I'm a relatively new Ubuntu user and would like to use the latest version of PHP 5.6 and Apache 2.4

I've been using the latest versions of Apache and PHP on Windows without any problems for a few years now, but I'm switching to Ubuntu since they provide better performance.

I've noticed that the versions in Ubuntu are older, I've read some tutorials and some people recommended to install Ondřej Surý PPA's.

I've read that PPA's can contain malicious software and such, and since I'm not familiar with his PPA's I'm asking for advice about (his) PPA's on here.

I've read that he is an official maintainer for some of the Debian packages. I was wondering if his packages for Ubuntu have a big user share and if they are safe to use. (e.g. is there anyone else that contributes to his PPA's or that checks for possible malicious code)

Note: I don't want to suggest he can't be trusted or anything, but I'm just curious and careful ;)

Additionally since Debian keeps up with the latest versions of Apache and PHP I'm considering switching to that, since it has more people contributing and using their packages.

I know how to use the command line and the text editor nano quite well (I run Ubuntu server after all ;)

My question is, how hard is it to switch to Debian? Is it comparable to running ubuntu server, as in I install software with apt-get and configure it with a text editor? or is it more like having to edit source code and compile stuff my self?

  • Ondrej is the one of the PHP guys for Debian by the way. His code isn't malicious in those PPAs. Switching from Ubuntu to Debian is painful because you don't get the latest code in either case. You also can't easily switch due to the many differences between Debian and Ubuntu which make Ubuntu a separate distribution.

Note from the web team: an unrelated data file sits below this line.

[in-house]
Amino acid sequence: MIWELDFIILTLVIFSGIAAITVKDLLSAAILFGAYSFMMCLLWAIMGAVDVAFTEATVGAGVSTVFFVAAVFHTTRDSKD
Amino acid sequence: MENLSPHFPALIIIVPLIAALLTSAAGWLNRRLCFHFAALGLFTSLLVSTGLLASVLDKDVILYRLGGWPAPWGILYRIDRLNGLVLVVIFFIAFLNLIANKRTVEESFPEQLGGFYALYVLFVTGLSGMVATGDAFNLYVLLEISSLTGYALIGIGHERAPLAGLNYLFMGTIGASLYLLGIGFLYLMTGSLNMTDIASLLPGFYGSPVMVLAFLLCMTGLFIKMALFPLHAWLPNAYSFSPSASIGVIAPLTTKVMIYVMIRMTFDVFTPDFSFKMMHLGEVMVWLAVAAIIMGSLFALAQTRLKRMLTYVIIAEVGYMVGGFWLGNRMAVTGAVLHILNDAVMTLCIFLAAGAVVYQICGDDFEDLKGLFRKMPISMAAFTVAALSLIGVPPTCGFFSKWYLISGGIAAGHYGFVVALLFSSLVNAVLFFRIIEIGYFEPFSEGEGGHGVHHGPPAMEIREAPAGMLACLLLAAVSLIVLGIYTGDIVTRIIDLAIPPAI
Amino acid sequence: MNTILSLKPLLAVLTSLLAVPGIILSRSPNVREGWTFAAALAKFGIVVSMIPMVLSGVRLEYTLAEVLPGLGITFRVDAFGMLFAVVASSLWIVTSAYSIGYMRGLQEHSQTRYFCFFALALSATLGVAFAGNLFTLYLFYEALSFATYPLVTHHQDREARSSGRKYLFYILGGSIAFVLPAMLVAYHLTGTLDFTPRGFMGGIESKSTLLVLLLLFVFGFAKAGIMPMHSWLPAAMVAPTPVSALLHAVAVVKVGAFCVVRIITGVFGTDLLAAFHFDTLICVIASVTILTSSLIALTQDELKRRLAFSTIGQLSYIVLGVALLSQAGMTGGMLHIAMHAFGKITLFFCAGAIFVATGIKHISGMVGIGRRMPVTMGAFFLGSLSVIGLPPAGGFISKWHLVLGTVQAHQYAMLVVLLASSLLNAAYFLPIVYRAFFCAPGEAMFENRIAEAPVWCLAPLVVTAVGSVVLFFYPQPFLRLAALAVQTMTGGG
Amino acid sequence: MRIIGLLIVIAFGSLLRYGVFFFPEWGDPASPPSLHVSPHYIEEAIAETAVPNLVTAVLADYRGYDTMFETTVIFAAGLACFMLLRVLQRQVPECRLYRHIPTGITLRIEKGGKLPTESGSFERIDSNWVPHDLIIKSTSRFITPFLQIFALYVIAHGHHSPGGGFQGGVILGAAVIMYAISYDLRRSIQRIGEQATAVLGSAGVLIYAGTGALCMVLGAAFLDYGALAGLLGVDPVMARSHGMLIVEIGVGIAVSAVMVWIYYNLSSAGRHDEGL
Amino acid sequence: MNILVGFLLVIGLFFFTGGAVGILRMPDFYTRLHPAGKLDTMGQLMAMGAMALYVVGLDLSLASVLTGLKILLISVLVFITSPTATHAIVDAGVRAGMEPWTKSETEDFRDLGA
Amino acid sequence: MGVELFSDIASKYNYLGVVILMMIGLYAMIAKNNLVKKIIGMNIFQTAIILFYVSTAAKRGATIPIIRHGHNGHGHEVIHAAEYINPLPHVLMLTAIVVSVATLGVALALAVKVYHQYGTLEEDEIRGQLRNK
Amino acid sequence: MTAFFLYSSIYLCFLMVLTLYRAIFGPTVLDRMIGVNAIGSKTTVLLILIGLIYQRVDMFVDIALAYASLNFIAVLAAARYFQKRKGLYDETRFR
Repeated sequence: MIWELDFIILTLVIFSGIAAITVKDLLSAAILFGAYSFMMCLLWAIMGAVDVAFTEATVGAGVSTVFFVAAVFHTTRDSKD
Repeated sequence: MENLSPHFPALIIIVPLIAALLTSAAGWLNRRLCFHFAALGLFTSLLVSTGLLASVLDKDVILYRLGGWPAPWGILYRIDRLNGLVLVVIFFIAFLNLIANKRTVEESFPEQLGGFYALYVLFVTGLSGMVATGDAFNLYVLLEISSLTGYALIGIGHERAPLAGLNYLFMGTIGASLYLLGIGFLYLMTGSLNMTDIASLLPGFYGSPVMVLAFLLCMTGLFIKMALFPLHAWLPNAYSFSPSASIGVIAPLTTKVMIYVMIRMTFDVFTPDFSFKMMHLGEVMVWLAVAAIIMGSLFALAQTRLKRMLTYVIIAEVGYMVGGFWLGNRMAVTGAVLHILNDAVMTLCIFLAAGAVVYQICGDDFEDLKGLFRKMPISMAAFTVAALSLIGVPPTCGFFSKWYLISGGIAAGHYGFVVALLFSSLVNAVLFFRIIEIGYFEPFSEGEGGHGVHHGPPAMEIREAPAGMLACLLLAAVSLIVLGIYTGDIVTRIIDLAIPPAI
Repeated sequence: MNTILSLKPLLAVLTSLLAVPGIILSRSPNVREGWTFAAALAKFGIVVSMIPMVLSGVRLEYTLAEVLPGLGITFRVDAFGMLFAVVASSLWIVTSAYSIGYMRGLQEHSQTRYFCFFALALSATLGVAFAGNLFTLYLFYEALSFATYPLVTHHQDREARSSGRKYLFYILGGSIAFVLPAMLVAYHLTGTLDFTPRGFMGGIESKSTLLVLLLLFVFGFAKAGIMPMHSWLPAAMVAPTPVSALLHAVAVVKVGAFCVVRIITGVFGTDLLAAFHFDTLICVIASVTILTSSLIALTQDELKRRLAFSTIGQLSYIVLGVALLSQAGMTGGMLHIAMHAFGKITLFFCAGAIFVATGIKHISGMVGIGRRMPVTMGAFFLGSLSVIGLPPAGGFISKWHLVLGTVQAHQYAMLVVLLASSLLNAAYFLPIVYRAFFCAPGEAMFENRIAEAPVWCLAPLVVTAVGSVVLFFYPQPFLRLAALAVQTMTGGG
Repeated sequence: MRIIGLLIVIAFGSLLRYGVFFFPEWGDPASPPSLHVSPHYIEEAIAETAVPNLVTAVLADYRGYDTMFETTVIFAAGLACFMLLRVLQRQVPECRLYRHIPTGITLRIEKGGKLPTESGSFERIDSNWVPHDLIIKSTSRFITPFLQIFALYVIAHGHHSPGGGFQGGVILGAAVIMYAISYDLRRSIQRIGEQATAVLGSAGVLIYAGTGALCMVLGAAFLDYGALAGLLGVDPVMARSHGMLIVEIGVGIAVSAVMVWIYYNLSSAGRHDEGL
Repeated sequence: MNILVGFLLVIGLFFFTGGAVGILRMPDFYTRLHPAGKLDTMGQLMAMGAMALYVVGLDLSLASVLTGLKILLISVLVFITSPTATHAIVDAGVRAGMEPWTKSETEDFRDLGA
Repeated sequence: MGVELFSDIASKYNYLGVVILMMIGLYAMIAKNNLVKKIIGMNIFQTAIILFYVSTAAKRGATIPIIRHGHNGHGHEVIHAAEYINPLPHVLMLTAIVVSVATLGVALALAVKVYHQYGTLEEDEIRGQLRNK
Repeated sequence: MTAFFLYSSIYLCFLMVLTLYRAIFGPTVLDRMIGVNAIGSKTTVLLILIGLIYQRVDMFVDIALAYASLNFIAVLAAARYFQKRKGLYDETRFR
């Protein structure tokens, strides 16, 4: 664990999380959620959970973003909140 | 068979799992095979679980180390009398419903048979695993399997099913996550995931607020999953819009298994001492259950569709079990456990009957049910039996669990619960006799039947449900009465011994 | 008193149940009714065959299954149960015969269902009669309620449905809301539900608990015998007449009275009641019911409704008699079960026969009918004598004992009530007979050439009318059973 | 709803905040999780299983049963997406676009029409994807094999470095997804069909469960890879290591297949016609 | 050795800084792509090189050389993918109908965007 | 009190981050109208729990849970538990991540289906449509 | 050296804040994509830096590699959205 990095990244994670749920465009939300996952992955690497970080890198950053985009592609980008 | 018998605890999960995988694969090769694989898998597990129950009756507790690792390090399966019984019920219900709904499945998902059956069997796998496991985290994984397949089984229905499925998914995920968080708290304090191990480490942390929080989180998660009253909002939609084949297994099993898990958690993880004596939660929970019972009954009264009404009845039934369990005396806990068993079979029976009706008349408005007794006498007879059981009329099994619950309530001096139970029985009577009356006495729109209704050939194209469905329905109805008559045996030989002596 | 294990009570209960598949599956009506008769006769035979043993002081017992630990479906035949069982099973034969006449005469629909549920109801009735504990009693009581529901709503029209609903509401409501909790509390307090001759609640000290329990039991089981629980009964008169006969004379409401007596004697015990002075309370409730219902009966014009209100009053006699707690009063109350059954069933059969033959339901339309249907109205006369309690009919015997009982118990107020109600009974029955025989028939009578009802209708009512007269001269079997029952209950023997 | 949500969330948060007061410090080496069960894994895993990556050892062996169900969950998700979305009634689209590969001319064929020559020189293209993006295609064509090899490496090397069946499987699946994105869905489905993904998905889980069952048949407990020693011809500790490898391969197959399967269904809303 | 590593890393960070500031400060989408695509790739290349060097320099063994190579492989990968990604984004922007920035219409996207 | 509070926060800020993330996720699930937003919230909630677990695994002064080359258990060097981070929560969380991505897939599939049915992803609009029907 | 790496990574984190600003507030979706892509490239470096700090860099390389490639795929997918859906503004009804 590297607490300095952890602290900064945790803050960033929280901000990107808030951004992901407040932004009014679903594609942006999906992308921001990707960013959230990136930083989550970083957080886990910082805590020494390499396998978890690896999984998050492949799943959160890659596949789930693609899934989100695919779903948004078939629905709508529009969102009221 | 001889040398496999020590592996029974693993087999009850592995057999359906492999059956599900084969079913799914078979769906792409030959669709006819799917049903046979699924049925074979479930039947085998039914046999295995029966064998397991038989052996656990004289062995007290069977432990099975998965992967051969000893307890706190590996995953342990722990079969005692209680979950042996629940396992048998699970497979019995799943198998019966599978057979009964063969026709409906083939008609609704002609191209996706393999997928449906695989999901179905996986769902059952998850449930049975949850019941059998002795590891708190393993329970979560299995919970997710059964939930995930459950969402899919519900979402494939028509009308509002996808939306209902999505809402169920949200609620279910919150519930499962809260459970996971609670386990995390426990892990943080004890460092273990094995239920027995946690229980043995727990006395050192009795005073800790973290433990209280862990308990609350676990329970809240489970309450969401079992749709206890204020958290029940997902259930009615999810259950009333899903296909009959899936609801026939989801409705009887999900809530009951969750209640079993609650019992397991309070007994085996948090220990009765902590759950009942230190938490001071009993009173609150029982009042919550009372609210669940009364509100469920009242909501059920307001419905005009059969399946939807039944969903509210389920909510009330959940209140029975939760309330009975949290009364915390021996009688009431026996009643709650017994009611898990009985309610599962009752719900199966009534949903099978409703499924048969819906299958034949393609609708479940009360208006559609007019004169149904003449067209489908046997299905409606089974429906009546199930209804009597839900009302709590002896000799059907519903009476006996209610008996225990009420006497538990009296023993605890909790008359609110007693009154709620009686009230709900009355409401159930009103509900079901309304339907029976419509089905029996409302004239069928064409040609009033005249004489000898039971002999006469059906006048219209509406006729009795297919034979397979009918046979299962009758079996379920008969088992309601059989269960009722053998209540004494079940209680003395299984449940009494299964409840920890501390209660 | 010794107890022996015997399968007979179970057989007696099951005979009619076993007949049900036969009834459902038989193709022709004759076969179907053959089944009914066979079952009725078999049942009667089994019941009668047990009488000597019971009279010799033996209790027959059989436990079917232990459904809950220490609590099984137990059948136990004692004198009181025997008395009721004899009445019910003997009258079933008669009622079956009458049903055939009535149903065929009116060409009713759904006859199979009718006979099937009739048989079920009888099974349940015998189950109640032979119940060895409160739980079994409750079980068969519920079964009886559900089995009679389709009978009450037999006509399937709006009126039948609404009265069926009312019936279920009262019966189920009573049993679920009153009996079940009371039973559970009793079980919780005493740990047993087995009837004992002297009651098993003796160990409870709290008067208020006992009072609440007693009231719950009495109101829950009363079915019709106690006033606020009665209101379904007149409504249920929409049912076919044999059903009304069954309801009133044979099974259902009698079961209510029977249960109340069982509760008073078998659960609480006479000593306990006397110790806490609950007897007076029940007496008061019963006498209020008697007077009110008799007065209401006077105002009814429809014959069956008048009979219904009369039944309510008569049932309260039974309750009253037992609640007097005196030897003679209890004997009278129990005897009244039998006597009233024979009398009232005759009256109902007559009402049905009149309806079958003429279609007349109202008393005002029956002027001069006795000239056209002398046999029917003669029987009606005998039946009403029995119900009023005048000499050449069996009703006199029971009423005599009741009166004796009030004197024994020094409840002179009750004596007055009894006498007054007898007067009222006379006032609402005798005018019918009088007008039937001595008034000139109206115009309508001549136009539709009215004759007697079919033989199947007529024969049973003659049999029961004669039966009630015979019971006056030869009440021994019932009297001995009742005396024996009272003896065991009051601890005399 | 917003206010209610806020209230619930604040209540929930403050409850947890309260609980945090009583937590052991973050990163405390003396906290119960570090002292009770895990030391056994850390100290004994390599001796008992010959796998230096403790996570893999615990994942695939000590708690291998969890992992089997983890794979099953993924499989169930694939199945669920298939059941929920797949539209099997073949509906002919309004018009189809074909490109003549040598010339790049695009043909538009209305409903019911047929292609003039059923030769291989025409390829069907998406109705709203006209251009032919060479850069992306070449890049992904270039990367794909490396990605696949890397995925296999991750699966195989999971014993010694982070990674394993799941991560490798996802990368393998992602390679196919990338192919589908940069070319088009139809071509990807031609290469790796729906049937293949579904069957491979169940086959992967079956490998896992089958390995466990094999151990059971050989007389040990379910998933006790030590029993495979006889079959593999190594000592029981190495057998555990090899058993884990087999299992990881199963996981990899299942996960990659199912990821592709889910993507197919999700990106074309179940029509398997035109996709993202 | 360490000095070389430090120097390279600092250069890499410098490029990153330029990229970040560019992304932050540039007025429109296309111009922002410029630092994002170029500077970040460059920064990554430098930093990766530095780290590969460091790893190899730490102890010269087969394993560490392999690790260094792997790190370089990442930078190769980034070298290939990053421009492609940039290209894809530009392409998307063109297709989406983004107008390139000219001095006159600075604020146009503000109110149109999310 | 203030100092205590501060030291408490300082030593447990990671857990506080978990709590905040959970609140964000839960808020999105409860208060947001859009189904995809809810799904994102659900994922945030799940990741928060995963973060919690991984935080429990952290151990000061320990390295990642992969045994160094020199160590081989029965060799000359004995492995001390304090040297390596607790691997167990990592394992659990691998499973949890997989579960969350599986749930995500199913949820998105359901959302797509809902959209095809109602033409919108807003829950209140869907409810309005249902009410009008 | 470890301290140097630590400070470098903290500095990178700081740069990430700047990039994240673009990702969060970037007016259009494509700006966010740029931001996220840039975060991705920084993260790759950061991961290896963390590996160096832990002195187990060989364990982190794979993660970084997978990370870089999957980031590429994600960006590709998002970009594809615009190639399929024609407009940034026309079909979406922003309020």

– Thomas Ward
    May 25, 2015 at 23:32
  • Also, ask only one real question. I see four different questions: "Safest place to get latest Apache and PHP", "How hard is it to switch to Debian?", "Is Debian comparable to Ubuntu Server", and "Is it more like having to edit source code...". You ask four separate disparate questions. This si also Ask Ubuntu, we won't be explaining Debian to you. Pick one of those for this one here.
    – Thomas Ward
    May 25, 2015 at 23:35

1 Answer 1


The safest place to get the software you seek would be from the Ubuntu Repositories (as for PHP and Apache, Security Patches are applied by the Security Team to all the releases where a security issue exists), or directly from the upstream projects by downloading the source code in a tarball and compiling it.

On Ubuntu, the PPAs from Ondrej for the PHP versions are actually OK to use. Ondrej is one of the maintainers for the Debian package and also the Ubuntu package as a result of his Debian efforts, and he has worked on Ubuntu bugs at times in PHP5 as well (Debian QA page for php5 where Ondrej is listed in the maintainers and uploaders). His PPAs are safe to use, and in fact on some systems I use them in production still when I need the older versions of PHP. (Or in rare cases, I backport the latest from Debian myself, but I'm a power user so...)

However, the only true 'trusted' way to get the latest software is to download the latest source code and compile it yourself for everything. Your next 'trusted' way is to use the repositories for the OS you have (such as Ubuntu, which the Security Team will provide patches and updates for via the security repositories for Ubuntu to keep security holes patched up).

Ubuntu is actually derived from Debian, such that it operates much the same as a Debian system would with a wide number of changes. The only way to get the 'latest and greatest' PHP and Apache is to use Debian Unstable provided the package maintainers are extremely current on releasing updates (which usually is NOT the case given Debian freezes and such, just like Ubuntu has).

Your Answer

By clicking “Post Your Answer”, you agree to our terms of service, privacy policy and cookie policy

Not the answer you're looking for? Browse other questions tagged or ask your own question.